Boss had a LONG day yesterday. I went out to feed breakfast, and found a handful of grain and all his hay from supper still sitting. He nibbled at breakfast grain, but wasn't really interested. I called R, and asked him to "go visit" Boss in a while and see how he was feeling and acting. I tore off down the highway to work (and said my prayers as I sped by the county-mounty police officer on the highway).

R called around 8:00am. Said Boss hadn't touched his breakfast, and wasn't acting quite himself. I took emergency vacation from work the rest of the day, and by 8:30am, I was on the road home. I called Dr Sam on the way, got some instructions, and kept on for home. Arrived back home around 9:15am.

I immediately gave Boss a full 1250# dose of Banamine paste, which he agreeably took. Hmm.. not a good sign. I hand walked him while R cleaned out his stall and paddock completely. No more hay scraps or grain nuggets, or old poop in the paddock. I even lightly longed him for a bit, and the longer I waited, the lazier he got. One tiny little fart, and no poop in sight.

Two hours later, we were pulling into Dr Sam's office, and Boss had pooped about ten hard turds. Not good either... Heart rate normal, temperature normal. Gut sounds limited. He checked for sand colic, nope. Found some very solid hard poop trapped in his colon, and got *most* of it out. Then, in through the nose the tube went into his tummy. Dr Sam pumped him full of water, mineral oil, epsom salts, electrolytes, probiotics. Boss stayed at Dr Sam's office for the afternoon. All vitals checked out good in the late afternoon, and he was able to return home.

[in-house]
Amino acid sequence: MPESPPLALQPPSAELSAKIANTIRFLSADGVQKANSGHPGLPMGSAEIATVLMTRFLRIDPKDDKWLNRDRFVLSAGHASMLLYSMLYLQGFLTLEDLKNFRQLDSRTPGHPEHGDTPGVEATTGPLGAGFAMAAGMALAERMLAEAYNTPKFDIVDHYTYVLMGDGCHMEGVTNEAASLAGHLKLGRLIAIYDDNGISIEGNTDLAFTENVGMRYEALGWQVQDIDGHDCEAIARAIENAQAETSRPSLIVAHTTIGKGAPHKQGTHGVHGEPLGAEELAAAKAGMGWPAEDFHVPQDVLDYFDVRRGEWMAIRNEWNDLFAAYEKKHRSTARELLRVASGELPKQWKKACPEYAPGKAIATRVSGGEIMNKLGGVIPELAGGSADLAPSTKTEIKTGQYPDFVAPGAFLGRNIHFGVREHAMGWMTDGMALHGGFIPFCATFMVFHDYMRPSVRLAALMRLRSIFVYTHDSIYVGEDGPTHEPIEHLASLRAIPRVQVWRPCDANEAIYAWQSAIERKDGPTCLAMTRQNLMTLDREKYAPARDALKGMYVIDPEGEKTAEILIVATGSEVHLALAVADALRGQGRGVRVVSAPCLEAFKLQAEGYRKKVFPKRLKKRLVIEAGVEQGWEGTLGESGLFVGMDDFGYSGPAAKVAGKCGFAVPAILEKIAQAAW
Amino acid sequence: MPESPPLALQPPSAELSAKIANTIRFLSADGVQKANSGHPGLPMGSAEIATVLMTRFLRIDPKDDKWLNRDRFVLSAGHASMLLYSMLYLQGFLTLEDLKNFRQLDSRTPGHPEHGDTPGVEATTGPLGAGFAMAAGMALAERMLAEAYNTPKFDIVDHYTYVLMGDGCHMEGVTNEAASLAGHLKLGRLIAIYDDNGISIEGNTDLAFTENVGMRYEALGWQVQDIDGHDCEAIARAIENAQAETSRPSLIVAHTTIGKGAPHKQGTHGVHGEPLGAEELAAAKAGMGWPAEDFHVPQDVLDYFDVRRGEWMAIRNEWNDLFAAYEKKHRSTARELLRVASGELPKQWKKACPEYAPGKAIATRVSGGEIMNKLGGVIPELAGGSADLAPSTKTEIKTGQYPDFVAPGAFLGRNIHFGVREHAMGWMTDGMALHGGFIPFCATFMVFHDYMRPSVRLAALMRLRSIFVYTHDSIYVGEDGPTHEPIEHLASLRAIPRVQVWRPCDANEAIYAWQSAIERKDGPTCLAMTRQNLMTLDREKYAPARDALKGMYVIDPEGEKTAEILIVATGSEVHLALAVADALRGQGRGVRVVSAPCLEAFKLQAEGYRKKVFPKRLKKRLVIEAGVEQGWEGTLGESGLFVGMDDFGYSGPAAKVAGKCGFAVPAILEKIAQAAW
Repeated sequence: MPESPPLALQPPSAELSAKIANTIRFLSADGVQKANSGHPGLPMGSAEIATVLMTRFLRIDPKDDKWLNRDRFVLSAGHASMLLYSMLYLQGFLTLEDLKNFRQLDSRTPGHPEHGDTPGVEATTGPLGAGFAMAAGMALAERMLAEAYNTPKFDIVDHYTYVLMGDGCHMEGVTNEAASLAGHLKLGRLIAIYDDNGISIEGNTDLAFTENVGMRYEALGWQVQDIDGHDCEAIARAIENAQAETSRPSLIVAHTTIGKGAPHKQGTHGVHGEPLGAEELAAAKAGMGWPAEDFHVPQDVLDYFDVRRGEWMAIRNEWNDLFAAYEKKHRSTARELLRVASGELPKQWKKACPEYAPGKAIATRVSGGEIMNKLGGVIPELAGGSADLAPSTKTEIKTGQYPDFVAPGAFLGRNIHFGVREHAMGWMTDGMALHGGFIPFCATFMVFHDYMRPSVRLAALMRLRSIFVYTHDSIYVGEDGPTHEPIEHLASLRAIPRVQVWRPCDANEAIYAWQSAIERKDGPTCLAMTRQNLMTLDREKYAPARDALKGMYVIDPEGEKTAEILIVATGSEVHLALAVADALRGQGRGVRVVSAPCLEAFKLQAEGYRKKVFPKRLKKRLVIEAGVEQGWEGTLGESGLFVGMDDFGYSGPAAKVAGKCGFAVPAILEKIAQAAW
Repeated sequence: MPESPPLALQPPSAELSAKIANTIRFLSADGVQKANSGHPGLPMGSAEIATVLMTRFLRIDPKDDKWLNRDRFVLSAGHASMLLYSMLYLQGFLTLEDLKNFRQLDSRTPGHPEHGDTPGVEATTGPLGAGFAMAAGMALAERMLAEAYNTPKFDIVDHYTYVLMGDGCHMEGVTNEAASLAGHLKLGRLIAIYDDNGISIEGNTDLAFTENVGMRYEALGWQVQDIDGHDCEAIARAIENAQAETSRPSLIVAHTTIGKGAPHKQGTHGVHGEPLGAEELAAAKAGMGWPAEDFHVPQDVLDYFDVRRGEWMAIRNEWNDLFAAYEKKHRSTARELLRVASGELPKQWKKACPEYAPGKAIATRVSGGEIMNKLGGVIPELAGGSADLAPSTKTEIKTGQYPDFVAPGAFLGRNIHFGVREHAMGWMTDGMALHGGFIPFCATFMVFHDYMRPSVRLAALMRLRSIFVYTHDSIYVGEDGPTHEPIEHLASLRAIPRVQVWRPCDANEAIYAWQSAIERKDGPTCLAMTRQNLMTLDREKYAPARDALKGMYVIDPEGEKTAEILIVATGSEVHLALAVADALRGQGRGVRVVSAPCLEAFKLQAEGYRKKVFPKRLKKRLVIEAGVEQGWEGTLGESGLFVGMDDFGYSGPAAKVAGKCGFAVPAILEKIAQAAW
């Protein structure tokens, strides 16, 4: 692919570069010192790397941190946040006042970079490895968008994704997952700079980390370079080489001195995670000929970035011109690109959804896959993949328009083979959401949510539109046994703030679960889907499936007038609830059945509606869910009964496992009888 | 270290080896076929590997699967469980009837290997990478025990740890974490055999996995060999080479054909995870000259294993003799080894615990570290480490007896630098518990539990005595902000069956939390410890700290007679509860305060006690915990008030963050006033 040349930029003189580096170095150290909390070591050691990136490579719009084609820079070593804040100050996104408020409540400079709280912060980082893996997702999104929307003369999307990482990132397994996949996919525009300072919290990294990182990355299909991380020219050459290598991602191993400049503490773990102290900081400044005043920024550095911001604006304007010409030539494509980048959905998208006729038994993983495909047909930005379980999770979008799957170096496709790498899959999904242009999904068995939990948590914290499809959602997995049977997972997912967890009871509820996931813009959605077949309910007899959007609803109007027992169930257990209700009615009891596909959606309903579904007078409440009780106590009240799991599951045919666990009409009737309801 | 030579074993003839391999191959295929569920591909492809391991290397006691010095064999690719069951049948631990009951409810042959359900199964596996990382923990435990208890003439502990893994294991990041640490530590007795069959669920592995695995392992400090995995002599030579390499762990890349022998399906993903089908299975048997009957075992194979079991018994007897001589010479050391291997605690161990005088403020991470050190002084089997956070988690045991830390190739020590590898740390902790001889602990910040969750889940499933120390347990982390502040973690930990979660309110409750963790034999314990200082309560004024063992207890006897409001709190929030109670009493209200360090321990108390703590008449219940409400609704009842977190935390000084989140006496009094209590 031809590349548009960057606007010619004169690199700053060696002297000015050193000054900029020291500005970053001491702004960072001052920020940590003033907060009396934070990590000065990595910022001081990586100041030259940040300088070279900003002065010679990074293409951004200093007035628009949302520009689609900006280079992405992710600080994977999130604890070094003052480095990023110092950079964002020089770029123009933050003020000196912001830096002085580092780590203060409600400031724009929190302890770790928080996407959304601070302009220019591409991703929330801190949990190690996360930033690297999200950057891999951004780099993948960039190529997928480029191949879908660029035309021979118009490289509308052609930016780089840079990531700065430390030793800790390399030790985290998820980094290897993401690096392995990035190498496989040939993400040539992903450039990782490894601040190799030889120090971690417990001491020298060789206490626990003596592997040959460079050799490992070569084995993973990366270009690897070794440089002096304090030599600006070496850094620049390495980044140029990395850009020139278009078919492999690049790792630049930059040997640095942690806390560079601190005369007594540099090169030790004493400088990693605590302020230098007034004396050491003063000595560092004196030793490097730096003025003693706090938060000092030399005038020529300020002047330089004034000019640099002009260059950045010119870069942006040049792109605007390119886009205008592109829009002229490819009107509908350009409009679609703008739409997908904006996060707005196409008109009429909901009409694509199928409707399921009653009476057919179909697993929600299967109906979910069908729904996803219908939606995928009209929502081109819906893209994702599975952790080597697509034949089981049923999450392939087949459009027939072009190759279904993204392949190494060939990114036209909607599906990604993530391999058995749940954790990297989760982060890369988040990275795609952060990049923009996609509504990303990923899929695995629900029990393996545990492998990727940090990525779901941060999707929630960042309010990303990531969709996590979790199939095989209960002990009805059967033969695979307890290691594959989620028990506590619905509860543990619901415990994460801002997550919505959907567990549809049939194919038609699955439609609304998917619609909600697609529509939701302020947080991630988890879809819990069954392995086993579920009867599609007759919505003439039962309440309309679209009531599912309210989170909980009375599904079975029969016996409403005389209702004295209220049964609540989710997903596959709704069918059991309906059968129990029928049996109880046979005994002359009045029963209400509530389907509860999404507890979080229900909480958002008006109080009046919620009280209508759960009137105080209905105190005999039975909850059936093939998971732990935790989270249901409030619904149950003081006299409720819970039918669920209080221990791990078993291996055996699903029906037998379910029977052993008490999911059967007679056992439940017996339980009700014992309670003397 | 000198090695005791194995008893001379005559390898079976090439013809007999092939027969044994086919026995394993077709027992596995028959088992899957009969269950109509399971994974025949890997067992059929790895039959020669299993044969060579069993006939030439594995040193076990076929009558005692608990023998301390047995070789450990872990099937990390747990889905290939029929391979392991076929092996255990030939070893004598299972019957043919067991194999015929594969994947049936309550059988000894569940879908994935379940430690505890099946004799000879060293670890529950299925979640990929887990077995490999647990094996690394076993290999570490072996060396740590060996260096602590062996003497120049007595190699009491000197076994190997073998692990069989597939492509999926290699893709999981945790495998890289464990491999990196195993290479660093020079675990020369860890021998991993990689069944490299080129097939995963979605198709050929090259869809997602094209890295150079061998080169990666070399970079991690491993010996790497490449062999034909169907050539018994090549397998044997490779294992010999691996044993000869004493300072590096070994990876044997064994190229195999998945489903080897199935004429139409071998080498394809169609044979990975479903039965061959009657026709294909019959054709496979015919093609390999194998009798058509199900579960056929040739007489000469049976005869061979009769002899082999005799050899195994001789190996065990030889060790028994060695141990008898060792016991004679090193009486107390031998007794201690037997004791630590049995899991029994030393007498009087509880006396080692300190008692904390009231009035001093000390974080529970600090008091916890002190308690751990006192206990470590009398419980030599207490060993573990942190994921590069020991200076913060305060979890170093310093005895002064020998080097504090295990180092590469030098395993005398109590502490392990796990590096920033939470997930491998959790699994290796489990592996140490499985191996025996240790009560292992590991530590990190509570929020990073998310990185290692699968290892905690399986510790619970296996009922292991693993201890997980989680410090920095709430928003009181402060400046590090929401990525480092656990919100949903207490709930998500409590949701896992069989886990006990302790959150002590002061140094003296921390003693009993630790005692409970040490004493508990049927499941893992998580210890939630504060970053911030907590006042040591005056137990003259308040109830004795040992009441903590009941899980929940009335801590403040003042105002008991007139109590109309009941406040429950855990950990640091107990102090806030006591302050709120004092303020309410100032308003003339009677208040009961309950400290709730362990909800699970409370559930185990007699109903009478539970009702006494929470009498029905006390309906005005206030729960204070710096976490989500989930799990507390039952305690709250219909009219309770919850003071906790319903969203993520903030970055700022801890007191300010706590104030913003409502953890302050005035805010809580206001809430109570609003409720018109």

Boss is on a modified diet for the next four days, and antibiotic powder. He's locked to his stall & paddock, and dove face first into breakfast. Well, after a little sniff to identify the antibiotic powder. I'm sure his nose said, "What's that?" And his brain said, "don't care.. Hungry.. Eat!"

This means Boss WON'T be making the trip with me to go see Trainer Sam this Sunday. Boo.. But! It does mean...
*drum roll pleeeeze*

Harley gets to go!! Road trip and his first "formal" lesson time. Fantastic! Should be fun!

Sunday, January 1, 2012

Bringing In 2012

First, after the Championships, I gave Harley a few days off to rest.

Then, it rained. Not complaining about the rain, but it rained. Quite a bit, quite a few days in a row. Then, I got busy with holiday cheer, and cooler weather.

Now, I've got a head cold. Sinuses are stuffed up, sneezing, coughing a bit. No fever, so I am trying to do my best to avoid anything worse than just a viral cold. To that end, I haven't been riding a ton.

Harley hopped through some ground poles at trot with me, but otherwise, I have had some loose rein rides with him (something that puzzles him... work without bit contact... time to refresh that memory and make him go independent of me).

Boss and I have learned a dressage whip is our friend. :) Not as many difficult rides physically. Lesson coming with Sam soon. YahOO!

Romeo? He's just Mo. Walk, jog, lope. Turn on forehand, turn on haunches, side pass, back up. Back up circles, stand patiently. He does well. I don't expect perfect, since I don't ride him often enough to keep him fit for perfect. But he is paying attention to me, and being polite